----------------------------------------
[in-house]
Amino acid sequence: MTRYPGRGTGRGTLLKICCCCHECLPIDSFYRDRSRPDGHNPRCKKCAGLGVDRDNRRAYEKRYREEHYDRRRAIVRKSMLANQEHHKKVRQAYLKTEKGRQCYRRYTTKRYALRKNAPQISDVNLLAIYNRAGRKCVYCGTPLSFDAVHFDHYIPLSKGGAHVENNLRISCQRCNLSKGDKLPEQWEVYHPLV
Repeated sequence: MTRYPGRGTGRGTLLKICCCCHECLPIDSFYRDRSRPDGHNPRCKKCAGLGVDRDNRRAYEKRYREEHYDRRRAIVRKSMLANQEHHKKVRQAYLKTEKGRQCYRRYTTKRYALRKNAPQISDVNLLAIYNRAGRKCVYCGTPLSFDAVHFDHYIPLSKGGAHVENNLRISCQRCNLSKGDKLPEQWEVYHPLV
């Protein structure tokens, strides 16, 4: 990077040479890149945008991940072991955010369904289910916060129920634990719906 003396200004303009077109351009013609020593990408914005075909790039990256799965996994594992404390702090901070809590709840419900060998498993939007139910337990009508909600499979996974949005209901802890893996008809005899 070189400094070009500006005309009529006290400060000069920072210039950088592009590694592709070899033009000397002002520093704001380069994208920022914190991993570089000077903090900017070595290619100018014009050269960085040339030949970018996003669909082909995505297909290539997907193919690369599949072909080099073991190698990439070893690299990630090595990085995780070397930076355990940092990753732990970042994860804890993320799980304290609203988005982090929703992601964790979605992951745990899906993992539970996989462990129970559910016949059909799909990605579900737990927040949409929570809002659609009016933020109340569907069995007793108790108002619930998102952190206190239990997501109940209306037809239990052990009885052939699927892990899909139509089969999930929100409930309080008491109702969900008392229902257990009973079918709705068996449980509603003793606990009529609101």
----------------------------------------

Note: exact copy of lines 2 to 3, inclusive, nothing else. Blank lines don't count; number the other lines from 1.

Amino acid sequence: MTRYPGRGTGRGTLLKICCCCHECLPIDSFYRDRSRPDGHNPRCKKCAGLGVDRDNRRAYEKRYREEHYDRRRAIVRKSMLANQEHHKKVRQAYLKTEKGRQCYRRYTTKRYALRKNAPQISDVNLLAIYNRAGRKCVYCGTPLSFDAVHFDHYIPLSKGGAHVENNLRISCQRCNLSKGDKLPEQWEVYHPLV
Repeated sequence: MTRYPGRGTGRGTLLKICCCCHECLPIDSFYRDRSRPDGHNPRCKKCAGLGVDRDNRRAYEKRYREEHYDRRRAIVRKSMLANQEHHKKVRQAYLKTEKGRQCYRRYTTKRYALRKNAPQISDVNLLAIYNRAGRKCVYCGTPLSFDAVHFDHYIPLSKGGAHVENNLRISCQRCNLSKGDKLPEQWEVYHPLV